lessons learned from books read recently
February 25, 2015
1. Logistics are not a substitute for plot.
2. If your viewpoint character has a deep dark secret, do not keep that secret from the reader for two thirds of the book. (“She had a secret. It really was a terrible secret. Unmentionable, really. No — it’s really terrible! It did not even bear thinking on, so she didn’t. Just that, you know, she had a secret.”) If you do, the reader will be reading to discover the secret, and not to see what happens to the character, and by the time you finally reveal that damned stupid secret, your reader’s reaction will likely be, “That’s it? That’s the big secret? Seriously?” and to throw the book across the room. (Drawback of e-books — unable to throw book across room.) Instead, state the secret up front and show us how it informs the main character’s actions and thoughts. The revelation of the secret to the other characters will be the big climactic moment, not the revelation to the reader.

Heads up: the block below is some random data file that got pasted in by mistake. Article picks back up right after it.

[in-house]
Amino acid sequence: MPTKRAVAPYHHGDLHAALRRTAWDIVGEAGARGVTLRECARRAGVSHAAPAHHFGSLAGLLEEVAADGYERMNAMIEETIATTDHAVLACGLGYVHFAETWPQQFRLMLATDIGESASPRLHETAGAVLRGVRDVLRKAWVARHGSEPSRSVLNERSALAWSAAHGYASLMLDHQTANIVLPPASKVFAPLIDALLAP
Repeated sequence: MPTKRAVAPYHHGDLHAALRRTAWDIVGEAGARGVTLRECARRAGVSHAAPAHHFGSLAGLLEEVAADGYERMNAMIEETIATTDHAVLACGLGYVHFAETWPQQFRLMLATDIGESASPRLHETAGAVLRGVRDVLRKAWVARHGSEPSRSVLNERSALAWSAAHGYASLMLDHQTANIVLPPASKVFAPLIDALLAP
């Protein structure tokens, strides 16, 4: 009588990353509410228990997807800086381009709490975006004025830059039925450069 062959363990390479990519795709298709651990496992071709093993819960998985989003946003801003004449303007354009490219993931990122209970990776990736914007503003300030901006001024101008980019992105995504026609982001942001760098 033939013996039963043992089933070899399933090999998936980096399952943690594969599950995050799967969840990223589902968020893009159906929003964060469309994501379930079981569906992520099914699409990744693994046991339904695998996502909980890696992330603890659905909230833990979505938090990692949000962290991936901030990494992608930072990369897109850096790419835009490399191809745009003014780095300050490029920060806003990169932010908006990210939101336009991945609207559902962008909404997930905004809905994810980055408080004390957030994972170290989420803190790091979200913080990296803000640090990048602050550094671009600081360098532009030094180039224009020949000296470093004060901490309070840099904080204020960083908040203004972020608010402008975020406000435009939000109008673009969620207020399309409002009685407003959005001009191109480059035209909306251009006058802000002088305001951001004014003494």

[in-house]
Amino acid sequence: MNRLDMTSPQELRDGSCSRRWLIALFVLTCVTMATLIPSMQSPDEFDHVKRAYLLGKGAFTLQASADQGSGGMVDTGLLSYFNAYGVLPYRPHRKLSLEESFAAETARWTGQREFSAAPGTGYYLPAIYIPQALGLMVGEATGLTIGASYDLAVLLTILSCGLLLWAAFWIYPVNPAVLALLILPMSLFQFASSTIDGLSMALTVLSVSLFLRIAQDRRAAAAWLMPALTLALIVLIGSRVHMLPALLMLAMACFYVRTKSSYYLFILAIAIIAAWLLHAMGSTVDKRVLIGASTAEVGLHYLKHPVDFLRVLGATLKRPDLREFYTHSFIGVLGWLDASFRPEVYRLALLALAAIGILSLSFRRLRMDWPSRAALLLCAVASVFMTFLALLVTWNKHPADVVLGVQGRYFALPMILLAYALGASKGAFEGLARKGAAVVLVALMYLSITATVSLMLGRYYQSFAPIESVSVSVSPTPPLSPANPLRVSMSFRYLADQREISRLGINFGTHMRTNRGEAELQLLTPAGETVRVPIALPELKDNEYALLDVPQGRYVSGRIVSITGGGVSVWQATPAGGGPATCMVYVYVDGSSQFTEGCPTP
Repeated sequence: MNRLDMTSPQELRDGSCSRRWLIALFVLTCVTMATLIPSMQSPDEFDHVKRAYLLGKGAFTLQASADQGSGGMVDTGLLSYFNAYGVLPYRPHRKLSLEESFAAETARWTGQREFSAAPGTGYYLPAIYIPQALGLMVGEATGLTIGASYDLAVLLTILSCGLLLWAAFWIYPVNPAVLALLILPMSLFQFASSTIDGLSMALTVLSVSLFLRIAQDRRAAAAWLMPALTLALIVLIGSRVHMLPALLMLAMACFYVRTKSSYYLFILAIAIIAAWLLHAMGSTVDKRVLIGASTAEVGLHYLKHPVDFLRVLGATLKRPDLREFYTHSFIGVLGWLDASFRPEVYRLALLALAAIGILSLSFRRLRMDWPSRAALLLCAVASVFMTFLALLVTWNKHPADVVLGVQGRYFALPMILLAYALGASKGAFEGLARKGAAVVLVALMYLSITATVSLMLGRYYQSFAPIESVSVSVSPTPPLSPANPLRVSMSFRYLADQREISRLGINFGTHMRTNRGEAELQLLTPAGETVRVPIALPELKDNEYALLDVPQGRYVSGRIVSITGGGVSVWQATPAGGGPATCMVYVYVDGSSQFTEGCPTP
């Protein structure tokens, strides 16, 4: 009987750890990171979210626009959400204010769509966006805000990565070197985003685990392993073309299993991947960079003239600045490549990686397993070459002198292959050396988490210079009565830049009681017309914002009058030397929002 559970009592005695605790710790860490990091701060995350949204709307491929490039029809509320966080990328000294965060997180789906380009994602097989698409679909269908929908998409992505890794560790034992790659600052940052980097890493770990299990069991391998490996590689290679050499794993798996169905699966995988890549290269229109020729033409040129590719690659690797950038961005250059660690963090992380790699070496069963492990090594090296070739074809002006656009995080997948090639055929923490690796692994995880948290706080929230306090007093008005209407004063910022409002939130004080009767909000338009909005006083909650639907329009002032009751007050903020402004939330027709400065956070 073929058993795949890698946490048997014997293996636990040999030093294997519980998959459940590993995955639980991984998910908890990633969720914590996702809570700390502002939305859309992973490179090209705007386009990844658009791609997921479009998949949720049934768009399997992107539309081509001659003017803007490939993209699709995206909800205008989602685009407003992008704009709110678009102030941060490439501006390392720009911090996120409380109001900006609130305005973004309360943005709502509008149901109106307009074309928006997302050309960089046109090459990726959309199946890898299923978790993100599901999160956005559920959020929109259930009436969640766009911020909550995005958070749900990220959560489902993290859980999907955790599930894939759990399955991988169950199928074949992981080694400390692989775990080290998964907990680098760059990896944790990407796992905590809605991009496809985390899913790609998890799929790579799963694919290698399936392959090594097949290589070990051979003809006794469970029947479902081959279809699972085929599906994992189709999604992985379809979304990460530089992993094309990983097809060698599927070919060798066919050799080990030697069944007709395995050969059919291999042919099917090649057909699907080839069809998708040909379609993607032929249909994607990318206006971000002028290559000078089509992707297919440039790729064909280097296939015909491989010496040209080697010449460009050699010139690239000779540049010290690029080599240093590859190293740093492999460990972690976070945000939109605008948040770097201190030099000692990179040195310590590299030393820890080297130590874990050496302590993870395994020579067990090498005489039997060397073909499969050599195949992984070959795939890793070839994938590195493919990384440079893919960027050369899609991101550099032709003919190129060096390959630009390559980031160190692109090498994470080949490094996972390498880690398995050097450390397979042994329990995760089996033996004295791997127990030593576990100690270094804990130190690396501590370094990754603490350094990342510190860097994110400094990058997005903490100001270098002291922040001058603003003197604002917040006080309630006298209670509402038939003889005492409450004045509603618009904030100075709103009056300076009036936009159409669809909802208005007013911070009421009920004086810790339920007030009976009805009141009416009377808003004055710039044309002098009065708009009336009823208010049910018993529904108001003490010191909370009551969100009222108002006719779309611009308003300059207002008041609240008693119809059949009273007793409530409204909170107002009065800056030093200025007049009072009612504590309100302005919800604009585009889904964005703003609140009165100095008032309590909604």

3. If in the first book of a series you establish that one of the main characters becomes something of a father figure to the other main character, then in the second book you should probably make sure those two characters interact at some point, instead of purposefully keeping them apart because you think that having them actually talk about stuff will derail the plot in which the second character does something stupid that the former character might presumably talk her out of. Don’t jettison an entire prior book’s worth of characterization just to make the plot easier for you to handwave into existence.